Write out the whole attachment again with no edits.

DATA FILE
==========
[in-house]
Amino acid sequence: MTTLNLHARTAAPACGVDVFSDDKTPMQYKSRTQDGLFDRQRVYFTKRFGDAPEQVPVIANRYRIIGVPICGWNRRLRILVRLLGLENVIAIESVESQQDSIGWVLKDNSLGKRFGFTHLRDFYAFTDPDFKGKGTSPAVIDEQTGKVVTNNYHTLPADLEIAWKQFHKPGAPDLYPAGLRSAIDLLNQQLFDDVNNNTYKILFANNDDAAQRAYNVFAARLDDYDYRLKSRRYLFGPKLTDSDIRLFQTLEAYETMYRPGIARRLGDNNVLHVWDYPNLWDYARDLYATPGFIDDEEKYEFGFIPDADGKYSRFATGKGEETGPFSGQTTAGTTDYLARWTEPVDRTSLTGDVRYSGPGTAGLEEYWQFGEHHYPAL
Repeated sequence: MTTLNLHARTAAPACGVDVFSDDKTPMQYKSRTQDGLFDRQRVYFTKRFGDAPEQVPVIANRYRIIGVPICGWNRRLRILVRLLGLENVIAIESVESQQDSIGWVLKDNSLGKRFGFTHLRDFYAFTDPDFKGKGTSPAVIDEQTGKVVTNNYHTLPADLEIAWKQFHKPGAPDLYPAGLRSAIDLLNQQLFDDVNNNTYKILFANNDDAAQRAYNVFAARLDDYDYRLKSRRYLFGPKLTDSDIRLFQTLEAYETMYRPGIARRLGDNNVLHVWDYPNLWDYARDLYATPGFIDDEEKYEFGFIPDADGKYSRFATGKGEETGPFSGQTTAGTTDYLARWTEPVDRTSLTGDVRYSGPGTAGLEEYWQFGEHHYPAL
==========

[in-house]
Amino acid sequence: MTTLNLHARTAAPACGVDVFSDDKTPMQYKSRTQDGLFDRQRVYFTKRFGDAPEQVPVIANRYRIIGVPICGWNRRLRILVRLLGLENVIAIESVESQQDSIGWVLKDNSLGKRFGFTHLRDFYAFTDPDFKGKGTSPAVIDEQTGKVVTNNYHTLPADLEIAWKQFHKPGAPDLYPAGLRSAIDLLNQQLFDDVNNNTYKILFANNDDAAQRAYNVFAARLDDYDYRLKSRRYLFGPKLTDSDIRLFQTLEAYETMYRPGIARRLGDNNVLHVWDYPNLWDYARDLYATPGFIDDEEKYEFGFIPDADGKYSRFATGKGEETGPFSGQTTAGTTDYLARWTEPVDRTSLTGDVRYSGPGTAGLEEYWQFGEHHYPAL
Repeated sequence: MTTLNLHARTAAPACGVDVFSDDKTPMQYKSRTQDGLFDRQRVYFTKRFGDAPEQVPVIANRYRIIGVPICGWNRRLRILVRLLGLENVIAIESVESQQDSIGWVLKDNSLGKRFGFTHLRDFYAFTDPDFKGKGTSPAVIDEQTGKVVTNNYHTLPADLEIAWKQFHKPGAPDLYPAGLRSAIDLLNQQLFDDVNNNTYKILFANNDDAAQRAYNVFAARLDDYDYRLKSRRYLFGPKLTDSDIRLFQTLEAYETMYRPGIARRLGDNNVLHVWDYPNLWDYARDLYATPGFIDDEEKYEFGFIPDADGKYSRFATGKGEETGPFSGQTTAGTTDYLARWTEPVDRTSLTGDVRYSGPGTAGLEEYWQFGEHHYPAL